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  #81 (permalink)  
Old 24th December, 2004, 09:43 PM
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Quote:
Originally Posted by Samuknow
I have two large cabinets full of hardware as well as a closet full.

Merry Christmas back at ya and again AWSOME...
nnnnggg!!
cant help it
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Old 24th December, 2004, 11:03 PM
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One piccy of Half Life 2 on the big screen before Xmas
I cant get many decent shots, my camera cant convey lower lighting levels and most pictures look too dark on camera. Anything moving is blurred too, theres a ton of those piccys!

Merry Xmas everyone.
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  #83 (permalink)  
Old 27th December, 2004, 04:45 AM
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I've done a fair bit if research on screens and have dug up some interesting stuff.

For a quick test I put some brilliant white printer paper on the screen to see how much brighter it would be.
The 2 closeup photos are of Lord of The Rings and Winamps Milkdrop.
(I edited the LOTR photo to look more like my screen as the camera over saturated the colour, the effect can be still seen)
It seems the paper will give somewhere near a 1:1 ratio of light back to the eye (A gain of 1). From research, this means the light received at the eye is the same level as it was sent to the screen. (I dont quite believe the definition as the ratio goes above 1! It does serve as a good figure to compare brightness though.)
The gain of the sheet must be much less than 1 as you can see.


Why is a sheet so bad?
A lot of light passes through a sheet, giving 2 bad effects. It makes the area behind the projector lighter, illuminating the screen slightly, reducing contrast. That light is also not reflected to they eye where it should be.

To fix this, the sheet could be mounted on a large board that is painted black, white, grey or silver. Theres quite a few arguments for the use of each colour. The sheet wouldnt be the best reflective surface still.
I looked at using a brightener on the sheet as they are readily available quite cheaply. I was informed that it would last 4 weeks. Not promising.

If moving to a board, I can dispense with the sheet altogether and paint the screen directly onto the board without the previous ill effects.
A well prepared wall is also an excellent screen. (Mine are wood and bumpy, not so excellent)

There is some nice looking material on ebay in the US (search for screen material) that can be stretched many times over a frame. This has a gain of 1.3 and is a bargain for the price/size if it works as advertised. Judging by the number of happy customers, its a fair bet.

Also heavily discussed is a material called PolyWall or Plas-Tex and seems to be only available in the US. The product is advertised as either name, but you must make sure what you are getting is the PolyWall Bright White (more on that later).
This material is semi rigid plastic and if shipped comes on a roll. It keeps the shape of the roll a little so needs leaving flat for a few days before using. If it is warped it will be replaced for free. The Price is about $60 for 10x5ft (so I've read).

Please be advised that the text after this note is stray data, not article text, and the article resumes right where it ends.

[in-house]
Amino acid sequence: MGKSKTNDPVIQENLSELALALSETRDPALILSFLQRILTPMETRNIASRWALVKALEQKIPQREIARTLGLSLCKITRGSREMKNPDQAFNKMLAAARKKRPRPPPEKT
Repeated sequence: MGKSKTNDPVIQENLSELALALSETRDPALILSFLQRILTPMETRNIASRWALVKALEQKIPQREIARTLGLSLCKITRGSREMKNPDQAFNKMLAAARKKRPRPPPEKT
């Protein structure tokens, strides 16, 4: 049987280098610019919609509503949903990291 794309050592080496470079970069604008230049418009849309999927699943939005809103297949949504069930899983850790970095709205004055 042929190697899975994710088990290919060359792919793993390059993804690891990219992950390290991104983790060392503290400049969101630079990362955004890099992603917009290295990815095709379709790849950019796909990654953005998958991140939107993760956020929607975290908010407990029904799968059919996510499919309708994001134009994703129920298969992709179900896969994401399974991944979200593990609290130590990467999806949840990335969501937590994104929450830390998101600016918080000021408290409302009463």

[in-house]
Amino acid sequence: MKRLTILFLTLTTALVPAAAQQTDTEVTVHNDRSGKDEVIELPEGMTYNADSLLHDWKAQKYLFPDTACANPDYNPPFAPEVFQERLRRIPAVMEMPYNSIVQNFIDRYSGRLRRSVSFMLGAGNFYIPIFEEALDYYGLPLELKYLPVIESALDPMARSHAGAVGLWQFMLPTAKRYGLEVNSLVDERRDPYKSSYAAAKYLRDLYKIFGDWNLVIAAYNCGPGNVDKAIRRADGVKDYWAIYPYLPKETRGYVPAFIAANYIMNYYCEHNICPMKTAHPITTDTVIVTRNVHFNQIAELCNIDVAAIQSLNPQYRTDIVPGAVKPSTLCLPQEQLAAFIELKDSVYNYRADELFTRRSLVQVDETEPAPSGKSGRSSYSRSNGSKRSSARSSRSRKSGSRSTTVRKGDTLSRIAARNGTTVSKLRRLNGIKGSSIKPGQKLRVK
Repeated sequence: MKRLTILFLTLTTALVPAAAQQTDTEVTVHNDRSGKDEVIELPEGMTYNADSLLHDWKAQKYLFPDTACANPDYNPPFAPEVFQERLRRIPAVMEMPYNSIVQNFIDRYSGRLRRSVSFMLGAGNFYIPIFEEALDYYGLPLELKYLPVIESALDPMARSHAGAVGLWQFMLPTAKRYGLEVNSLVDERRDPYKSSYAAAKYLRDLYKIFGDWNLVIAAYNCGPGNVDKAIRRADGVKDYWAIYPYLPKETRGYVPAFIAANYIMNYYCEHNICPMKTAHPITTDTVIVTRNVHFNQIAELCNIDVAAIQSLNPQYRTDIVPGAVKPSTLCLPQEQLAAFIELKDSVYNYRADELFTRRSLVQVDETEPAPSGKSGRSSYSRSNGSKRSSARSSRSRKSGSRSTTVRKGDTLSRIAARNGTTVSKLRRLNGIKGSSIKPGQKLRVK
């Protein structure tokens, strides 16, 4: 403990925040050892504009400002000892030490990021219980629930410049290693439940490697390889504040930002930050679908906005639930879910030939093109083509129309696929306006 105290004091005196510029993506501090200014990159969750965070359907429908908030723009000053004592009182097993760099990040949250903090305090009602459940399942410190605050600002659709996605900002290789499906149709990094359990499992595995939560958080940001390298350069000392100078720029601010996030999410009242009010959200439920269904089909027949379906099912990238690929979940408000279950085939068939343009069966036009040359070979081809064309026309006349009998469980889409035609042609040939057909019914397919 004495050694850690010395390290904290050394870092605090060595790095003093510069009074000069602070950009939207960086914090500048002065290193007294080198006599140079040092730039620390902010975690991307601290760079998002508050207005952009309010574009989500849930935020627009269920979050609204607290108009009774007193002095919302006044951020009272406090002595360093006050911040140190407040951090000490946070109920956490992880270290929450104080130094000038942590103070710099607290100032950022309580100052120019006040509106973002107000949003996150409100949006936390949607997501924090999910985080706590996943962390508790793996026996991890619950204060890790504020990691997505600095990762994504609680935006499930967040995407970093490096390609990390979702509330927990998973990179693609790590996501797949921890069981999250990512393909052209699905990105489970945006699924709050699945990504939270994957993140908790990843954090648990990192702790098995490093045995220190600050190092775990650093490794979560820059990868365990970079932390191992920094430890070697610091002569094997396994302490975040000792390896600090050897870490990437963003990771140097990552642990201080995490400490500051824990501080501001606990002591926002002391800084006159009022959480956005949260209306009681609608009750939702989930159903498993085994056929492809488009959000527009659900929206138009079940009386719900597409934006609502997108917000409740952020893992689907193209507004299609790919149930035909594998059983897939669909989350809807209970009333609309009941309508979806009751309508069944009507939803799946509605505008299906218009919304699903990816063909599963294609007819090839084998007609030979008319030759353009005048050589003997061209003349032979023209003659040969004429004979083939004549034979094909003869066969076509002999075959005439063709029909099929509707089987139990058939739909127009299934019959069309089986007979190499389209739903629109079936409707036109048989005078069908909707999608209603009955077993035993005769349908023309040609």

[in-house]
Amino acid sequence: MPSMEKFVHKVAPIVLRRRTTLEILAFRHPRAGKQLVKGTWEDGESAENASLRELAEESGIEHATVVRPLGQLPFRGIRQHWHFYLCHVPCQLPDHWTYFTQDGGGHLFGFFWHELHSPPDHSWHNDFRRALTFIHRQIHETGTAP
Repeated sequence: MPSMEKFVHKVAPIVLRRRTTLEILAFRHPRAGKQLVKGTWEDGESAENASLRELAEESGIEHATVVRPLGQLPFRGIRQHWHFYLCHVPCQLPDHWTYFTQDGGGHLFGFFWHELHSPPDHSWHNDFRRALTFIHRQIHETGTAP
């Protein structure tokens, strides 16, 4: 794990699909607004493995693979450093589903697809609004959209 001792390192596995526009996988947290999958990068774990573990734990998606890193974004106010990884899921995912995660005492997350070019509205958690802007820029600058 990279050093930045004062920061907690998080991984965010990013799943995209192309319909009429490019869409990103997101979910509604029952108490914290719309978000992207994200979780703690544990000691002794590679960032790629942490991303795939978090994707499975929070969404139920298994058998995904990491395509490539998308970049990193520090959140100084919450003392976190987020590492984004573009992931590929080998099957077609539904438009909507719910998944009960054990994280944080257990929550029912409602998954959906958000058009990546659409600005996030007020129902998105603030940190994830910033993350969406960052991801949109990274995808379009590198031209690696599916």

At has a gain of around 1, theres a fair bit of speculation on this, but it seems to be 1 or just over. Its washable and withstands scratching very well, but not holes (dont burst air bubbles with a pin!).
The 2 sides are different, one is semi glossy, the other is textured matte. Most users seem to prefer the matte side as it reduces hotspotting on some projectors. The Glossy side is reported to be brighter but at the cost of maybe seeing bright spots from your lamp.
This sheeting must be glued onto a solid back board as it sags over time.
It seems I'm back to the board again!


A bit of background:
There are 3 main types of projector that I have found discussed.
CRT, DLP and LCD.

CRT uses 3 LCDs one for each colour (RGB or CMY) and combines them for a single quality image. Not so bright for the same lamp power, very good quality.
DLP makes use of mirrors to direct light on to the screen and is less lossy and gives good image quality.
LCD is the method I am using. You would think from the above that it wouldnt be very good, I'm in awe so far! I hope to do some comparisons over time to see the difference.

The system I have built so far shows extreme promise but its potential cannot be realised with this sheet as a screen. Many of the colour etc adjustments I have made will no longer be necessary and setting up Windows to play everything well will be so much easier.
As it is, everything is playable/watchable, but for some films you really need a dark room to catch the fine detail.


CRT machines like a bright screen as the light source is split through 3 LCDs before it reaches the screen.

DLP machiines seem to be of 2 broad types, one produces better blacks. The better black version can use many screens/paints and work very well. The other type seems to work better on a slightly grey screen which makes black appear darker, enhancing the contrast ratio. The light grey Polywall might be a better option than bright white, but I have found nothing to confirm it.

LCDs prefer a bright screen. From older discussions in year 2001, 90% of light was absorbed by the panels then. By Observation, the LCD I have is not as bad. I would say it forwards 20% of the light. Without a meter though, this is meaningless, but hey, its an opinion
In a dark wooden walled room during the day with the curtains closed, it operates extremely well with everything except very dark material.
I hope to make it very good for day use and excellent at night by improving the screen.


There is a lot of discussion on colours, silvers and glass bead type paints/materials. The highest gain material is glass beads, some claiming a gain of 3 ! There are some paints which appear to have these mixed in. There are also screen coatings which can be sprayed/painted on to give a similar effect. One mentioned often is ScreenGoo.